Former Hastings and Ardsley resident Richard C. Staples passed away on Friday, Jan. 15, at age 95, in upstate Ithaca.
Dick and his identical twin brother, Harry, were born in Hinsdale, Ill., on Jan. 29, 1926. Both were Eagle Scouts and both were drafted into the service during World War II, at age 18. Harry went to the Army, Dick to the Navy, where he served as a radioman in the Pacific.
Under the G.I. Bill, Dick received a bachelor’s degree from Colorado State in 1950. He then became a graduate student in plant biochemistry at Columbia University, as well as part of Boyce Thompson Institute (BTI) in Yonkers. Soon after starting his graduate work, Dick was called up by the Naval reserves to serve two years on a ship in the Mediterranean during the Korean War. He returned to Columbia in 1952.
In February 1954, he met his future wife, Mildred (Durdik.) They married in August.
Dick completed his Ph.D. in 1957. His thesis dealt with carbon metabolism of the bean rust fungus, which became his life’s work. Post-doctoral students from the Netherlands, Germany, France, Thailand, India, Japan, and Israel worked with him at BTI. In addition, he traveled to various countries for hands-on work.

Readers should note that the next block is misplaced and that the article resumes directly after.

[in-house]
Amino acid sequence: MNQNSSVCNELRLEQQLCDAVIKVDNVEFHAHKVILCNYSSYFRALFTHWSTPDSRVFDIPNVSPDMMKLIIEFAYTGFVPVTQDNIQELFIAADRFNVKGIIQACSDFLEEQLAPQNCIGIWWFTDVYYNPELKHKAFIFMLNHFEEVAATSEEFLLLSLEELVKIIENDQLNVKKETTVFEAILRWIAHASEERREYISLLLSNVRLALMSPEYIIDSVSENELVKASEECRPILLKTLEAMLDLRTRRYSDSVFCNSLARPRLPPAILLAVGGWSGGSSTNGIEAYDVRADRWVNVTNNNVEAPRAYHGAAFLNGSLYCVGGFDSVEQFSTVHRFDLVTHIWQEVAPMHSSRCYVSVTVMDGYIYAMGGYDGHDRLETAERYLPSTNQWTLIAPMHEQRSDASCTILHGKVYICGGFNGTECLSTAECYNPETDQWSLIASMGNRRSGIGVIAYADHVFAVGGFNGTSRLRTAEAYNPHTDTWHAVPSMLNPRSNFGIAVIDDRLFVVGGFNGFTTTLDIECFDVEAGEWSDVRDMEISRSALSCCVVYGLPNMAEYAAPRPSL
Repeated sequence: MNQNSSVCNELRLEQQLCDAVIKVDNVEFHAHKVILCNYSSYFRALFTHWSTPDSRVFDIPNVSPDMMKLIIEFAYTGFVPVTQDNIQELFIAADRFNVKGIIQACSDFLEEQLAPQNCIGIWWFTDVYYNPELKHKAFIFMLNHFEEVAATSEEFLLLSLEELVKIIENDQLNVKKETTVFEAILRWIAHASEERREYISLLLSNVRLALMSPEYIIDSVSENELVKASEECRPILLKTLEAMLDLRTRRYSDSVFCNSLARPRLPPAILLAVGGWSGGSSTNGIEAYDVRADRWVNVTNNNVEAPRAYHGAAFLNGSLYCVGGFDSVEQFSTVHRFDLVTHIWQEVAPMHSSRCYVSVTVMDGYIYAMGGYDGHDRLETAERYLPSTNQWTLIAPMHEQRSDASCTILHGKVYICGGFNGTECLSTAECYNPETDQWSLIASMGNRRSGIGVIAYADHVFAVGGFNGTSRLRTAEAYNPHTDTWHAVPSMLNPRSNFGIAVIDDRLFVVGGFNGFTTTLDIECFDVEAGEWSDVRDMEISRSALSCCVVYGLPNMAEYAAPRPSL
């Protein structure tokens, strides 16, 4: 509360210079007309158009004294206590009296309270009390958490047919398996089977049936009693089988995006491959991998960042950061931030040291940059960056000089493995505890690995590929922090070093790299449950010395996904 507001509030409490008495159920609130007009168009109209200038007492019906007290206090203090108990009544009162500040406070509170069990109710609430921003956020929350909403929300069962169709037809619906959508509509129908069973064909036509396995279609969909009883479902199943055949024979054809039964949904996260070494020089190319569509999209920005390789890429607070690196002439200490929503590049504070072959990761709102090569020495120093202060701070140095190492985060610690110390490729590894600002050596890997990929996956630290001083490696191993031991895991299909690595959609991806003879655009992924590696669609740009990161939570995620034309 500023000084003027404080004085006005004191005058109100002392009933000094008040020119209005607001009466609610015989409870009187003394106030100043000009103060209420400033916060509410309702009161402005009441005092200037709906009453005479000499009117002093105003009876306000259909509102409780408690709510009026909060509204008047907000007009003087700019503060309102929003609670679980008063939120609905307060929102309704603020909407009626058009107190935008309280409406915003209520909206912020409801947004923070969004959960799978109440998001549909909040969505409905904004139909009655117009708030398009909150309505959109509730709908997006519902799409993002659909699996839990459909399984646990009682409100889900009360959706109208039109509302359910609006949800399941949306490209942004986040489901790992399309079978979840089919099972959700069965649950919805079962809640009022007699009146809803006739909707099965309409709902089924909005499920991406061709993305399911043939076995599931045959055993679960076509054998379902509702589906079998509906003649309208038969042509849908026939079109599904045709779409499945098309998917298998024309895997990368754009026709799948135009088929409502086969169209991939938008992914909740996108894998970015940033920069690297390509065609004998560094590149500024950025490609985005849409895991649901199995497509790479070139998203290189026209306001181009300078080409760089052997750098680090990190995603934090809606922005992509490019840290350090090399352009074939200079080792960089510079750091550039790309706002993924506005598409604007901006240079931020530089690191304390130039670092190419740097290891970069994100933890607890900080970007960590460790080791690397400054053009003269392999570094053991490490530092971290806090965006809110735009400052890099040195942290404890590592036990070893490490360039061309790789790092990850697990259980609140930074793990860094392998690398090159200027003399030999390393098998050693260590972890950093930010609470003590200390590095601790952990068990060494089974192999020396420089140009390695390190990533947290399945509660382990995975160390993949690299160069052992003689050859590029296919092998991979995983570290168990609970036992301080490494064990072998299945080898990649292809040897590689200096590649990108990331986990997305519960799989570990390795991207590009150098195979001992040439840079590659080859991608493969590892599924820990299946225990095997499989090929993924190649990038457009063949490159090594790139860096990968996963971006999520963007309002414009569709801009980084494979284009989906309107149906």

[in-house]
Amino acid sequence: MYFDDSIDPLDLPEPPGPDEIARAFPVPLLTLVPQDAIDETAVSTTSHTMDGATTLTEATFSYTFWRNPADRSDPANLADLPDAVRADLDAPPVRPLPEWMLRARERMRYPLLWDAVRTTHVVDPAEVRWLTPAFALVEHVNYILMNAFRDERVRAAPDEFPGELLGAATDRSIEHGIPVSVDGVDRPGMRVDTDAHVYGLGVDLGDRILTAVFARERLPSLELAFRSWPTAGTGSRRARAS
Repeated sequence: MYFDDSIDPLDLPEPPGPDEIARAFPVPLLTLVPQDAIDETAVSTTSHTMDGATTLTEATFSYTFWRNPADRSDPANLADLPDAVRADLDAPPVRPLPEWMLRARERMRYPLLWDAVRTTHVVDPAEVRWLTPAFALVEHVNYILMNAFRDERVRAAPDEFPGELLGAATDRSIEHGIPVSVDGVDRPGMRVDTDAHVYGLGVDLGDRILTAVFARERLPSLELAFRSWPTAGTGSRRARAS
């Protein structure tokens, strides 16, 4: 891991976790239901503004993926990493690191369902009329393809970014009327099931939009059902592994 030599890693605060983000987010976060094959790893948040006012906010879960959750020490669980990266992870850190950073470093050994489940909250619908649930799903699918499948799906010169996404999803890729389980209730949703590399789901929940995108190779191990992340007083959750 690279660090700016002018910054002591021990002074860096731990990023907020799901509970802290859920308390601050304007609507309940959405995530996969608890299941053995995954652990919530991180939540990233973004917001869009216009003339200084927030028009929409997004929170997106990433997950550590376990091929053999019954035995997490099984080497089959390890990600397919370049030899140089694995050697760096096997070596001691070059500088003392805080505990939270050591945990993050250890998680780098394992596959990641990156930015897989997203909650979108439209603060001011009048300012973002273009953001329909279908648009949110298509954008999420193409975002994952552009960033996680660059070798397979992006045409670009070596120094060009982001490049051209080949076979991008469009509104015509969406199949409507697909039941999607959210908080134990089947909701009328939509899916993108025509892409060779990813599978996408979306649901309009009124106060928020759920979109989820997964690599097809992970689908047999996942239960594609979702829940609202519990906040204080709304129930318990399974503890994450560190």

From 1975-77, Dick was policy analyst for the federal Office of Science and Technology. He received a Senior U.S. Humboldt Award in 1981. He conducted research in Aachen, Germany from 1982-83, and in Konstanz the following year.
In 1992, when Dick ended his work at BTI, which had relocated to Cornell University’s campus in 1979, he was named the George L. McNew Distinguished Professor, Emeritus. He then did further work in Geneva (N.Y.) Agricultural Research as an adjunct professor of plant pathology.
Dick’s hobby was science, which he continued until Covid-19 closed the doors of BTI and Cornell to non-essential persons in 2020.
Dick’s twin brother died 20 years ago. Dick leaves behind his wife of 66 years, three children, and four grandchildren.
Send memorial donations in his name to BTI, 533 Tower Road, Ithaca, NY 14853.